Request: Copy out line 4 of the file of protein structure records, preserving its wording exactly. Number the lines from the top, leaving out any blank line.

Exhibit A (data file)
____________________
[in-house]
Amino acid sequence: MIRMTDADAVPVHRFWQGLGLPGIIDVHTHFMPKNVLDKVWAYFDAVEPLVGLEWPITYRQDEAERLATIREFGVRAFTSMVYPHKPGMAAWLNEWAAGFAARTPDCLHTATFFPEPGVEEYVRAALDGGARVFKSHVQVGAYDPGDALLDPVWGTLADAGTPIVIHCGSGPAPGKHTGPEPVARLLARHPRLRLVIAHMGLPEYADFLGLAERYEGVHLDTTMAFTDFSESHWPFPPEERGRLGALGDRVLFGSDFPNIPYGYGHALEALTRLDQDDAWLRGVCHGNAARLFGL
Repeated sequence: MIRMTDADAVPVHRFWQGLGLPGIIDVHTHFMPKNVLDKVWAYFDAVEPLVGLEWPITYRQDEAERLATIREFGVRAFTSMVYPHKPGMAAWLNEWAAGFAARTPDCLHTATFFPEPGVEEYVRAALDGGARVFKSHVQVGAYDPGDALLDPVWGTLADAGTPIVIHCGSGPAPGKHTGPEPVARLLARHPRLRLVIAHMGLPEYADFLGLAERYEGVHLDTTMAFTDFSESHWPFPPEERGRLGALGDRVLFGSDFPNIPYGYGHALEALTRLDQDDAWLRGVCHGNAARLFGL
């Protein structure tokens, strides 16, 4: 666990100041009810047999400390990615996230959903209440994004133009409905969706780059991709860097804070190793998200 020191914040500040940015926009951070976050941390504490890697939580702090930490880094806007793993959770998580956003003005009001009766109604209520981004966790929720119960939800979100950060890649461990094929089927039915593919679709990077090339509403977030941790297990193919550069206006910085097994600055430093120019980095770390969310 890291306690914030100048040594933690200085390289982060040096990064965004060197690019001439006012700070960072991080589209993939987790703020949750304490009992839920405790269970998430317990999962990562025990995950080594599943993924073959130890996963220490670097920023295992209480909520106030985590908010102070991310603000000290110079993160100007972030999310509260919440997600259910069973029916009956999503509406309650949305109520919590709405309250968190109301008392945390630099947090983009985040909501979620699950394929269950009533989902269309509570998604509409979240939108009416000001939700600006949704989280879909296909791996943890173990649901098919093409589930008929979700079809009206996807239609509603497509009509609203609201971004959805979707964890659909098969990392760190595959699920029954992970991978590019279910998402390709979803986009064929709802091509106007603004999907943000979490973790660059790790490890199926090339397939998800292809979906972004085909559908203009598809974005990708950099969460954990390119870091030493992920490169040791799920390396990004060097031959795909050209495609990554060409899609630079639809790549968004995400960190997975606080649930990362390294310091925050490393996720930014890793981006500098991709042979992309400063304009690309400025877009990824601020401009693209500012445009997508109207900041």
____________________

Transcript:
């Protein structure tokens, strides 16, 4: 666990100041009810047999400390990615996230959903209440994004133009409905969706780059991709860097804070190793998200 020191914040500040940015926009951070976050941390504490890697939580702090930490880094806007793993959770998580956003003005009001009766109604209520981004966790929720119960939800979100950060890649461990094929089927039915593919679709990077090339509403977030941790297990193919550069206006910085097994600055430093120019980095770390969310 890291306690914030100048040594933690200085390289982060040096990064965004060197690019001439006012700070960072991080589209993939987790703020949750304490009992839920405790269970998430317990999962990562025990995950080594599943993924073959130890996963220490670097920023295992209480909520106030985590908010102070991310603000000290110079993160100007972030999310509260919440997600259910069973029916009956999503509406309650949305109520919590709405309250968190109301008392945390630099947090983009985040909501979620699950394929269950009533989902269309509570998604509409979240939108009416000001939700600006949704989280879909296909791996943890173990649901098919093409589930008929979700079809009206996807239609509603497509009509609203609201971004959805979707964890659909098969990392760190595959699920029954992970991978590019279910998402390709979803986009064929709802091509106007603004999907943000979490973790660059790790490890199926090339397939998800292809979906972004085909559908203009598809974005990708950099969460954990390119870091030493992920490169040791799920390396990004060097031959795909050209495609990554060409899609630079639809790549968004995400960190997975606080649930990362390294310091925050490393996720930014890793981006500098991709042979992309400063304009690309400025877009990824601020401009693209500012445009997508109207900041």